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Curbside health care: How the non-tech savvy can avoid the doctor’s office

According to a recent Gallup poll, four in five Americans believe it is risky to go to health care facilities right now.

COVID-19 has made telemedicine the norm for regular checkups, bringing doctors straight to patients’ living rooms through screens.

Telemedicine provides a safer alternative, but for some technology challenged people that might not be an option.

“I’m 80 years old. I don’t have modern technology now -- cellphones or computers or anything,” said Caroline Goodwin.

But some doctors are bringing health care straight to the patients who need it the most in a different way. Goodwin is one of many patients who are driving to their doctor’s office for their appointments. But instead of going inside, she’s getting a curbside health exam.

“To bring tablets to patients who don’t have them. To treat patients in parking lots is going to be a gamechanger,” explained Dr. Ben Kornitzer, Chief Medical Officer at Agilon Health.

“All they have to do is roll down their window, hold the device, and we’re there to talk to them and we can have a telehealth visit right from the parking lot,” said Dr. Richard Cook II, a physician at Preferred Primary Care Physicians.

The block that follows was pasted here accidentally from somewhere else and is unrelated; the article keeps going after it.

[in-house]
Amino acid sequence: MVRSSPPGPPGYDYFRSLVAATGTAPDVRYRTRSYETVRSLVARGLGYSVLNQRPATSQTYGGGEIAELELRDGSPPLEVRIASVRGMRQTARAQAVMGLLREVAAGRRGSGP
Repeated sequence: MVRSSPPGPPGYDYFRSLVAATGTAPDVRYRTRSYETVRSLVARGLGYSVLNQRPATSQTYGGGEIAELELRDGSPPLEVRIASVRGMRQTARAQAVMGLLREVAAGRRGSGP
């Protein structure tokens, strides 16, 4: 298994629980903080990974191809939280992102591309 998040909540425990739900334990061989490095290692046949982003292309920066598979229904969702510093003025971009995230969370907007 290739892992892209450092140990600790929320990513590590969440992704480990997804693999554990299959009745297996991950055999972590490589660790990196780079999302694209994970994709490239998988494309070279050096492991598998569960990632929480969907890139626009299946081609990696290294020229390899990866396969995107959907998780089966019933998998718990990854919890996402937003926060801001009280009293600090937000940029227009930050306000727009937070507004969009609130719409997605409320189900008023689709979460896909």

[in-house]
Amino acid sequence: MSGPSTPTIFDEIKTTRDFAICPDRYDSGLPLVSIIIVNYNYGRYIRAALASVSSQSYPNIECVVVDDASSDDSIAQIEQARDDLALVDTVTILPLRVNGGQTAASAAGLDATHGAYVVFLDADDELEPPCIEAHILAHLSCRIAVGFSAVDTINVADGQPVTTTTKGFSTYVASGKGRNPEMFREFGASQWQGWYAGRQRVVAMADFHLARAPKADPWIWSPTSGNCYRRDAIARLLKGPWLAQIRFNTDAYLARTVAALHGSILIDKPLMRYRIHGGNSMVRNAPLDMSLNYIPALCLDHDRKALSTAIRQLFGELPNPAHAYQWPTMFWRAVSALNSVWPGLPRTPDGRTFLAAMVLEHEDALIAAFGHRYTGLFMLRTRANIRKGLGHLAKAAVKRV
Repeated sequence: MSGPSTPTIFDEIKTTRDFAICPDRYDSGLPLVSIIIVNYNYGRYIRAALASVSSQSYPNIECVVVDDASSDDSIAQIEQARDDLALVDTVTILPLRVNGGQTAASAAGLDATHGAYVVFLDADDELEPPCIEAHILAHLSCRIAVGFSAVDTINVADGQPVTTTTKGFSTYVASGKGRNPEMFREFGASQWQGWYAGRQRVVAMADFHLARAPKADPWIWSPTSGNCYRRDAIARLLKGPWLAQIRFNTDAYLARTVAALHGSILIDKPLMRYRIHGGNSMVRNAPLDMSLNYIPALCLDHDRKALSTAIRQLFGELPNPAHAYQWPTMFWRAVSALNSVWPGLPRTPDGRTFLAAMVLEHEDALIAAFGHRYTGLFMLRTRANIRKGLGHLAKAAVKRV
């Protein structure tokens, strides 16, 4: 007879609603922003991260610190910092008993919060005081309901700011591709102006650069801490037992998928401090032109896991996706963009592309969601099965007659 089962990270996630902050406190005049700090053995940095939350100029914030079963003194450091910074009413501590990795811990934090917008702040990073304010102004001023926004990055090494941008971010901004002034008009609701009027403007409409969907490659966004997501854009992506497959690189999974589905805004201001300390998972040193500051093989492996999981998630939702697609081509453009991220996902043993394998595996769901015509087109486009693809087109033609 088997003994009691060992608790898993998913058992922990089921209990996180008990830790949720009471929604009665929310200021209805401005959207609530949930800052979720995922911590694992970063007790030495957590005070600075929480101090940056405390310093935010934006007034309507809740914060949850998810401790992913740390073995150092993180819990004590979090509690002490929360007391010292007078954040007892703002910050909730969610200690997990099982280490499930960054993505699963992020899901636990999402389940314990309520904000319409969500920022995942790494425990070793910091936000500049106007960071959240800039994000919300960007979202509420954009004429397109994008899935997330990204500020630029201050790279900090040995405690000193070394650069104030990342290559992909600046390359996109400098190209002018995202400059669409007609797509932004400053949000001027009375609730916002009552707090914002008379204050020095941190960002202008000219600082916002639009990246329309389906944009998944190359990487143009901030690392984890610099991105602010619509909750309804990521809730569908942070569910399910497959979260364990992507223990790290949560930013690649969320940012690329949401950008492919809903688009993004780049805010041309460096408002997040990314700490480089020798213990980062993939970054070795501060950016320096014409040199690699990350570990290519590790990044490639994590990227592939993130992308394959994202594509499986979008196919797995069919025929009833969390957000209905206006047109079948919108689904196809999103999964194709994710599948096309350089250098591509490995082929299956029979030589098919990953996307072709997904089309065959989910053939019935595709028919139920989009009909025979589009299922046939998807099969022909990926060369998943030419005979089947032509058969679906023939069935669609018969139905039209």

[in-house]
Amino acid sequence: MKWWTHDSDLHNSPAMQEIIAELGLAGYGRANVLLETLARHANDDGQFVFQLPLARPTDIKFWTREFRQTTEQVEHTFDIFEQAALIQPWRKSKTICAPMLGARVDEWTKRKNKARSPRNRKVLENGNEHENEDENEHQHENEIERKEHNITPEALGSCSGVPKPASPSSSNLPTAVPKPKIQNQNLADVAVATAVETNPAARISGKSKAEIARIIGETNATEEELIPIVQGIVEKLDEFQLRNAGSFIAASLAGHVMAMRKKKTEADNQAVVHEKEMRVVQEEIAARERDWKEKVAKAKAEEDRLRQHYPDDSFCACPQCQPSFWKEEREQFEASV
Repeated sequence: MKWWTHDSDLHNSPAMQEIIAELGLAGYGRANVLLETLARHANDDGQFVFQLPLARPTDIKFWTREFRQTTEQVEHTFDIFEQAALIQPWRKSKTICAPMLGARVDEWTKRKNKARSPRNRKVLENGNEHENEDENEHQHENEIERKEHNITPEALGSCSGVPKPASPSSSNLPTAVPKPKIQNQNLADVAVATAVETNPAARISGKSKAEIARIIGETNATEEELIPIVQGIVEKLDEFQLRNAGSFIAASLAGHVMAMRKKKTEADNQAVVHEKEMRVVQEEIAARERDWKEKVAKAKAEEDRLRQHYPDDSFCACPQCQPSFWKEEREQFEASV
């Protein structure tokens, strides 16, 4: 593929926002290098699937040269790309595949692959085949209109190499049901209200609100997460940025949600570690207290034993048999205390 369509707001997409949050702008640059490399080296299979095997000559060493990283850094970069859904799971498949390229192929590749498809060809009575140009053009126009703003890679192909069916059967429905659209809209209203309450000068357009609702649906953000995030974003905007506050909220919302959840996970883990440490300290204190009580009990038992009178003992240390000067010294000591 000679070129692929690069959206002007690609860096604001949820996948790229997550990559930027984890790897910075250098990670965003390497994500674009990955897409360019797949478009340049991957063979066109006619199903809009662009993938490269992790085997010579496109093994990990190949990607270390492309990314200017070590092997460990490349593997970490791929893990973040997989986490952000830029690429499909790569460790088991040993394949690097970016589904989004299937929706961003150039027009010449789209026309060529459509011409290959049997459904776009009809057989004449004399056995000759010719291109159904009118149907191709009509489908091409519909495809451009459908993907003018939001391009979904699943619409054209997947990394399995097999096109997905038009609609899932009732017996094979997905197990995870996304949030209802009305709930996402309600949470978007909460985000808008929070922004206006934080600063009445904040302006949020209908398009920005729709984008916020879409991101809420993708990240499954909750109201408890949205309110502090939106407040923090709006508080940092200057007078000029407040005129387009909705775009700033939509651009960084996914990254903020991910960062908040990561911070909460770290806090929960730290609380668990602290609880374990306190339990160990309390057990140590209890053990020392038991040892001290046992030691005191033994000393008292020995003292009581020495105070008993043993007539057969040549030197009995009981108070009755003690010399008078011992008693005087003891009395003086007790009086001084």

This method is being put into place especially in rural areas or where there’s a large senior population. In a survey of about 1,000 seniors, just 24% said they conducted a telehealth visit during the COVID-19 crisis.

“Unfortunately, a lot of these patients were the people we needed to see the most. They were the elderly patients, the sicker patients,” Cook said.

But by keeping these regular checkups, even in a virtual manner, patients can treat ongoing medical conditions.

“Sure, we can’t listen to their heart and listen to their lungs, but you can see how well they’re breathing. Are they congested? Are they in any kind of distress?” Cook said.

And avoid going to the emergency room.

“Oh no. I stay away from the hospital at all costs,” Goodwin said.

Drive-in health exams are being performed in states such as Pennsylvania, Ohio, and New York. Many doctors have found this service useful in getting patients access to telehealth, so they are planning on keeping the service going forward.